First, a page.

Article Options
Premium Sponsor
Premium Sponsor

 »  Home  »  .NET Newbie  »  Chart Success: GDI+ Graphics at work. Part 1
 »  Home  »  Windows Development  »  Graphics  »  Chart Success: GDI+ Graphics at work. Part 1
Chart Success: GDI+ Graphics at work. Part 1
by Ged Mead | Published  03/06/2005 | .NET Newbie Graphics | Rating:
Ged Mead

Ged Mead (XTab) is a Microsoft Visual Basic MVP who has been working on computer software and design for more than 25 years. His journey has taken him through many different facets of IT. These include training as a Systems Analyst, working in a mainframe software development environment, creating financial management systems and a short time spent on military laptop systems in the days when it took two strong men to carry a 'mobile' system.

Based in an idyllic lochside location in the West of Scotland, he is currently involved in an ever-widening range of VB.NET, WPF and Silverlight development projects. Now working in a consultancy environment, his passion however still remains helping students and professional developers to take advantage of the ever increasing range of sophisticated tools available to them.

Ged is a regular contributor to forums on vbCity and authors articles for DevCity. He is a moderator on VBCity and the MSDN Tech Forums and spends a lot of time answering technical questions there and in several other VB forum sites. Senior Editor for DevCity.NET, vbCity Developer Community Leader and Admin, and DevCity.NET Newsletter Editor. He has written and continues to tutor a number of free online courses for VB.NET developers.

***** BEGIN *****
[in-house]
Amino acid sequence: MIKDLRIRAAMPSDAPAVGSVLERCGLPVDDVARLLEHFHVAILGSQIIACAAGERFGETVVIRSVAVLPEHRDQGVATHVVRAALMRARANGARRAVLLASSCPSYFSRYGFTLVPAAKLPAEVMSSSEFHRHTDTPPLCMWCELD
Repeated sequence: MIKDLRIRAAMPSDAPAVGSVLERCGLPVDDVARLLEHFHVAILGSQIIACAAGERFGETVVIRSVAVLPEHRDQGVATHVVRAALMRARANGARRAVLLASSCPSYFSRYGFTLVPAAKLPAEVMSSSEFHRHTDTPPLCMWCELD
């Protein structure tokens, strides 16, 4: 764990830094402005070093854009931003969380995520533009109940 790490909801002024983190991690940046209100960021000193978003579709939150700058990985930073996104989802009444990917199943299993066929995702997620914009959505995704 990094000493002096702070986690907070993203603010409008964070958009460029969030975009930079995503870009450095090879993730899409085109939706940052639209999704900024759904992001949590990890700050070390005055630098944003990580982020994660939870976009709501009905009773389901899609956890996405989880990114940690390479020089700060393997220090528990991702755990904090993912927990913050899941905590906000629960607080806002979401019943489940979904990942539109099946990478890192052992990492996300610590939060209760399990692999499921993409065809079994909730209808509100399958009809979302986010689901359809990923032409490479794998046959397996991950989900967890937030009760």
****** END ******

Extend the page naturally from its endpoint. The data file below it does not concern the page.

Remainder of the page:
View all articles by Ged Mead...
Let’s Not Reinvent the Wheel

   In many situations the familiar pie chart is as good a way as any of presenting data in pictorial form.   The Graphics Class in .Net offers us an easy way to create this style of chart in order to display facts and figures to the world.

 

Basic Pie Chart

 

The above chart can be created with very few lines of code.  

 

   However, it is obviously of very limited use on its own.   The picture is colourful, but we need to know what the segments represent.

 

  Let’s look at a basic but quite useful way of doing this – using a chart key:

 

 

   With a key like the one shown above, it is very easy for the user to identify which part of the pie chart represents which of the companies.   To make the data even more useful, each company’s individual total is also shown in the key.


      As you will see, the Graphics Class in the .Net Framework makes it quite easy to create pie charts and keys of this kind.   So we’ll use the built-in facilities of DrawPie and DrawString and avoid reinventing the wheel.

Sponsored Links